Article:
Throughout the whole process Sandra was incredibly patient and helpful. After the last rebuff from bmi, I told her I did not want to take and more of her time, but she responded, “It is my pleasure to assist and I will keep working on your behalf to get you back home.” I was humbled.
Still, I failed to see a constructive outcome in taking any more of her time, so I simply asked for her bmi telephone number and the name of the person she spoke with. I thanked her, hung up, then called bmi (and now I’ve got a handy U.S. number for bmi that quickly gets to an agent) and was connected to the same person she spoke with.
I identified myself and my record locator number and she acknowledged that she had just spoken to Orbitz about me. I asked her how I could possibly obtain evidence I was not permitted to leave Iran now that I was back in the United Arab Emirates, but she indifferently repeated that she could not help me without such evidence.
Three hours had transpired by this point and I decided I was done wasting time. I had to be in Frankfurt the following day so I rang United and thankfully was able to book two business class award tickets back to Frankfurt on the Lufthansa n/s flight I was trying to get a seat on.
It made me cringe to book such an award–only one segment on a ticket that really could have been maximized if I had the time–but it was worth it for 27,500 miles and $20 in taxes per ticket (the cheapest revenue ticket in economy class was $350 on Gulf Air via Bahrain).
Not to go off-topic, but kudos to United for allowing the same day booking of awards and not charging fuel surcharges. My friend attempted to book his ticket through Miles & More and could not–they require at least 24 hours to book. Checking the next day’s flight back to Frankfurt, availability was there, but taxes and fees (primarily the fuel surcharge) were over EU300. What a difference–he is now switching over to Mileage Plus. Gulf Air would have been interesting, but with a full day of work ahead I wanted to a good night’s rest in business class and access to the Lufthansa Welcome Lounge upon landing in Frankfurt.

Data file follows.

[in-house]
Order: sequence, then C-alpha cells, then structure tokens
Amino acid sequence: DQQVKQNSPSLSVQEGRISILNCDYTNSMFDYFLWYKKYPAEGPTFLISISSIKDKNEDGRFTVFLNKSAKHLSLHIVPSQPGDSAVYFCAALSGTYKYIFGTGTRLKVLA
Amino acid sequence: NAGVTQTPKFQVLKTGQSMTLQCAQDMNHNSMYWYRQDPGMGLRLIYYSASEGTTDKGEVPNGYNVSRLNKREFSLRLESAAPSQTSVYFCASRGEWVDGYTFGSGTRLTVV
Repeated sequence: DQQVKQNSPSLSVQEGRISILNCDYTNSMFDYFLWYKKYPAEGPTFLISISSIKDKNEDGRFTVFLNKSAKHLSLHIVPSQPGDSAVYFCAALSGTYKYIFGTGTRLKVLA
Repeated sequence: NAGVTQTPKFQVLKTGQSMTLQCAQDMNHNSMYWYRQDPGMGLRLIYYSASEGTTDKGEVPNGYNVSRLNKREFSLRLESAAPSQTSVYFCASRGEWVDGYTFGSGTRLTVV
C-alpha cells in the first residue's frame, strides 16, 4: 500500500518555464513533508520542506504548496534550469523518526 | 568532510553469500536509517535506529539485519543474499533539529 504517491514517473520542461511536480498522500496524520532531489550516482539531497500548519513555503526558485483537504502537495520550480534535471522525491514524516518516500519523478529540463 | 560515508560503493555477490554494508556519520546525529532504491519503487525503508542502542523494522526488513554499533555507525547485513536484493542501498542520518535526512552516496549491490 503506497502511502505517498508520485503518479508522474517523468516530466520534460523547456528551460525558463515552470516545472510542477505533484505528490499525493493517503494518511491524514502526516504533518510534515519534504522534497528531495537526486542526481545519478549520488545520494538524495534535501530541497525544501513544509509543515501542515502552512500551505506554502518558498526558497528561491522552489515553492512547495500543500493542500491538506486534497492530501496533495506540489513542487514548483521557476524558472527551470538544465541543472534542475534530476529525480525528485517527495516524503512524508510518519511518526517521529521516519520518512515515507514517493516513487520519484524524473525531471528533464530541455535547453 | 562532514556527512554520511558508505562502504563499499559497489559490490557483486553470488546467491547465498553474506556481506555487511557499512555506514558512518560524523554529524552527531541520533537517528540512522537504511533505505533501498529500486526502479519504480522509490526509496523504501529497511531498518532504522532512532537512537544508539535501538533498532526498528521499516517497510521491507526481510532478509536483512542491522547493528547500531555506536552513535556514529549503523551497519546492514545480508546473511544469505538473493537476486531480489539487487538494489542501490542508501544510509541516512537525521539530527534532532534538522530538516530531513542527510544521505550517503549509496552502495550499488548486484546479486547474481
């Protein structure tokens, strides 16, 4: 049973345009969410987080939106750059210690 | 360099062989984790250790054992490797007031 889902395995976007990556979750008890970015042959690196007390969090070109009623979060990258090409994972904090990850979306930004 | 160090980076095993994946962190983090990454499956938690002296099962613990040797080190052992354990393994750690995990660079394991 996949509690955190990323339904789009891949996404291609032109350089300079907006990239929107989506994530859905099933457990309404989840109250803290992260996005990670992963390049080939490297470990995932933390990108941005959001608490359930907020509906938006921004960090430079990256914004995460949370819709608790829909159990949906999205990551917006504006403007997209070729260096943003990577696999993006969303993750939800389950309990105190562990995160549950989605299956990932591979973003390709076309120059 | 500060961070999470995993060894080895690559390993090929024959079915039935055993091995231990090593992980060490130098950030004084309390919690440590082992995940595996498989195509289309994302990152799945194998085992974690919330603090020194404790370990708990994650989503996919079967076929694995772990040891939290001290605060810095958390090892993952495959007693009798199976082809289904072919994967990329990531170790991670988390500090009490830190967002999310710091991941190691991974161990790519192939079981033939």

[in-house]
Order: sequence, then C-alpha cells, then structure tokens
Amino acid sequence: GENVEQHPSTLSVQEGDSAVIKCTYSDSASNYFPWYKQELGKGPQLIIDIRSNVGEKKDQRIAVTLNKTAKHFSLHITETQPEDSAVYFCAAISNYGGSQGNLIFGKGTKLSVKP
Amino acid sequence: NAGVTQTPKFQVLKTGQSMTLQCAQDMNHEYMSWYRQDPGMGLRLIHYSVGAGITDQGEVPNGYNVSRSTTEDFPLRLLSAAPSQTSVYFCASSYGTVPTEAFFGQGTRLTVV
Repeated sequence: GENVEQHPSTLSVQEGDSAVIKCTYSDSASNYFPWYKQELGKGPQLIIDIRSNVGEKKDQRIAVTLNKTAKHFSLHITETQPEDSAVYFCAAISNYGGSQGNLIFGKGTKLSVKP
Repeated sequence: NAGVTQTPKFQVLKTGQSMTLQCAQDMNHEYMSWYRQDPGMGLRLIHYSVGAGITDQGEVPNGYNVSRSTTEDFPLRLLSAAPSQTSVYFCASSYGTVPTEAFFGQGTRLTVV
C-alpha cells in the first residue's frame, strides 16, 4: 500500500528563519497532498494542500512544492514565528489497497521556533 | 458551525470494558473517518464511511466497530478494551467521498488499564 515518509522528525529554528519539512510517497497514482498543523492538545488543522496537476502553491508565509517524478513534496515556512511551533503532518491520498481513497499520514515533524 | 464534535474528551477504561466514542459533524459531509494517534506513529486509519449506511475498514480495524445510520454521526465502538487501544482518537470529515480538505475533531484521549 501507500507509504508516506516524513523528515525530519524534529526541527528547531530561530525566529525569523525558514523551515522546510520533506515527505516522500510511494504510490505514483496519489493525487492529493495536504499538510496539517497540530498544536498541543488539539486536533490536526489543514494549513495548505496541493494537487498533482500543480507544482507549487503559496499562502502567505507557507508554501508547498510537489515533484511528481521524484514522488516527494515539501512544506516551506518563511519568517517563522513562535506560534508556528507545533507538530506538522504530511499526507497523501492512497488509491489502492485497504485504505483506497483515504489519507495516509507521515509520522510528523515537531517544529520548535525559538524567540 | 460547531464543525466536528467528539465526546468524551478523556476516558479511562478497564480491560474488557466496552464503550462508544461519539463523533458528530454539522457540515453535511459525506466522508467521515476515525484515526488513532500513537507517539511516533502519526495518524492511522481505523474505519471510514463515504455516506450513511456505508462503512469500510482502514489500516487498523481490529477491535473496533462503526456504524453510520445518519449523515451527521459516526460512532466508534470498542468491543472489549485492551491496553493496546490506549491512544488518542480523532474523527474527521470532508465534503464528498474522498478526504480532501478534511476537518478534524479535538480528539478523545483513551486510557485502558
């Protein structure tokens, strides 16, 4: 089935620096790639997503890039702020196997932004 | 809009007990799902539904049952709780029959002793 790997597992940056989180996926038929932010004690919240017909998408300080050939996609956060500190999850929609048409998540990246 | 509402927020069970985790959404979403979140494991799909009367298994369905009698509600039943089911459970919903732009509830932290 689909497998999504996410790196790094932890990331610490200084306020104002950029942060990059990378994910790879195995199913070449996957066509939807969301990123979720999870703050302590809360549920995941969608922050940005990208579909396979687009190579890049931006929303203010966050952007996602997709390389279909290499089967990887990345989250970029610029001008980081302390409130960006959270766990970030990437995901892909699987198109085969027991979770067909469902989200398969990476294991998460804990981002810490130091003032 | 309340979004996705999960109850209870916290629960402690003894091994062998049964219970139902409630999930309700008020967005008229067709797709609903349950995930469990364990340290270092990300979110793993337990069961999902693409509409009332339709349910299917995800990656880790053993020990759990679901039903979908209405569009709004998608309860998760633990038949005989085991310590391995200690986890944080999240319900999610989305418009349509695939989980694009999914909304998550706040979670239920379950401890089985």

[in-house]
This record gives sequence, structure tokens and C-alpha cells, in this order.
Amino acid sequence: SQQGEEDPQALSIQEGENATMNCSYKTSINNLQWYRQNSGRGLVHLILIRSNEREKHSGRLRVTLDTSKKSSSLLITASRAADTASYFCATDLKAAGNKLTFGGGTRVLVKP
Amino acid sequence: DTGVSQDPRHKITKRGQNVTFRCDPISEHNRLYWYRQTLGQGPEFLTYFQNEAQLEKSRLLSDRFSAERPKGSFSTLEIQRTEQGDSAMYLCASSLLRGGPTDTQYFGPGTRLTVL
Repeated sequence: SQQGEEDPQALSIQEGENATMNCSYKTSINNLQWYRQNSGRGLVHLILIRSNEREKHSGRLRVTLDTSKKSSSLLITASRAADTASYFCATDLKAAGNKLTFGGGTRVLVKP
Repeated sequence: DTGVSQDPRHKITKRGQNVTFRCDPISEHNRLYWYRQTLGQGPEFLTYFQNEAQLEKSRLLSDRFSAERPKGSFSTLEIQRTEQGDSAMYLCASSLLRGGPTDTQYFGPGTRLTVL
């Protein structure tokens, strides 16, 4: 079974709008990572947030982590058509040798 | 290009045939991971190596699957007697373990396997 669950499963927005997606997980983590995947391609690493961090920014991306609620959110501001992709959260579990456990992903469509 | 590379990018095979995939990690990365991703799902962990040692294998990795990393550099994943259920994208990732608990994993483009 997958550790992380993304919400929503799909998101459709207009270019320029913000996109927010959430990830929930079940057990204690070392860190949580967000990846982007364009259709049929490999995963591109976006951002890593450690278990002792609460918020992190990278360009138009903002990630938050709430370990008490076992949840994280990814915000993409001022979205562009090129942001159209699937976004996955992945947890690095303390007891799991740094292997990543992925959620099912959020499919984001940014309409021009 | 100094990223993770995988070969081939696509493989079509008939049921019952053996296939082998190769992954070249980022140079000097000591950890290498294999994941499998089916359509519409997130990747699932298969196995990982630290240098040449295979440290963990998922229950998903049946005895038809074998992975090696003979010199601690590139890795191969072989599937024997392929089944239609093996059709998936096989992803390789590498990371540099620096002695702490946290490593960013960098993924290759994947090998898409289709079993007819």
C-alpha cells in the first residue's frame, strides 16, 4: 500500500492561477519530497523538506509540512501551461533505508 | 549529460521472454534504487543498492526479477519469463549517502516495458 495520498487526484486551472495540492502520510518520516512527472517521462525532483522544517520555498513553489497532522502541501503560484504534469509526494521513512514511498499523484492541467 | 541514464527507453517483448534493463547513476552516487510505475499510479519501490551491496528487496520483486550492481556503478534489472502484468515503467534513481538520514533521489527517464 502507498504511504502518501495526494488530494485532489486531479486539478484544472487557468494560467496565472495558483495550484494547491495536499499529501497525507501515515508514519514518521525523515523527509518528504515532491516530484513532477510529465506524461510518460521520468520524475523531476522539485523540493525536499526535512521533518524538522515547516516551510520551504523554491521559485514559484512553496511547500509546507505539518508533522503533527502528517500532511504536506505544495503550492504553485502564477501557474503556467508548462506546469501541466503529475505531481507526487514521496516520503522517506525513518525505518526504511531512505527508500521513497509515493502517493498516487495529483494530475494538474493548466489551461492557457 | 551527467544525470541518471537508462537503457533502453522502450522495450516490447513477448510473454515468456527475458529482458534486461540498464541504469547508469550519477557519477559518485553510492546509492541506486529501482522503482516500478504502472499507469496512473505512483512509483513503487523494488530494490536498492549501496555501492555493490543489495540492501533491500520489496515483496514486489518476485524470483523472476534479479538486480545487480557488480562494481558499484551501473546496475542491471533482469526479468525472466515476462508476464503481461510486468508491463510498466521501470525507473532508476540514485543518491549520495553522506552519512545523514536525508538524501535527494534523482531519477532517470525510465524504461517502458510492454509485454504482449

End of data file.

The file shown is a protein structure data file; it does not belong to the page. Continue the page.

Anyway, with my ticket now booked I decided not to bother fighting bmi or Lufthansa anymore. I do plan to reach out to bmi in the days ahead and express my disappointment at the way our situation was handled, but I expect no partial refund or compensation. Afterall, I did miss my flight and was traveling on a very cheap ticket.
So what do you think? Did I get shafted or get what I deserved? Admittedly, I took a gamble by visiting Iran the day before my trip back to Germany and understood when I purchased the ticket that no changes could be made. But at the same time, there is something to be said about the leniency I would have received had this been a United Airlines flight.
It certainly seems to be a cultural thing, and as I have mused about before, there are pros and cons to unbendingly abiding by the rules–but I do believe it would have been reasonable for Lufthansa to accommodate us on the flight. We had missed the previous flight for a very legitimate reason beyond our control, the flight we were trying to get on was wide open in all three cabins, and I hold Star Gold status on two airlines, including one that Lufthansa owns. If I can grossly generalize, although it seems to be dormant in the German psyche, there is virtue in compassion and rules ultimately can only serve as guidelines.
I made it back to Frankfurt without hassle, in the comfort of business class no less (though down 55K miles instead of up 6K), but now almost a week later I continue to shake my head. Rules are in place for a reason, but I think it is tragic to become so attached to rules that you lose all empathy in situations that warrant a little accommodation.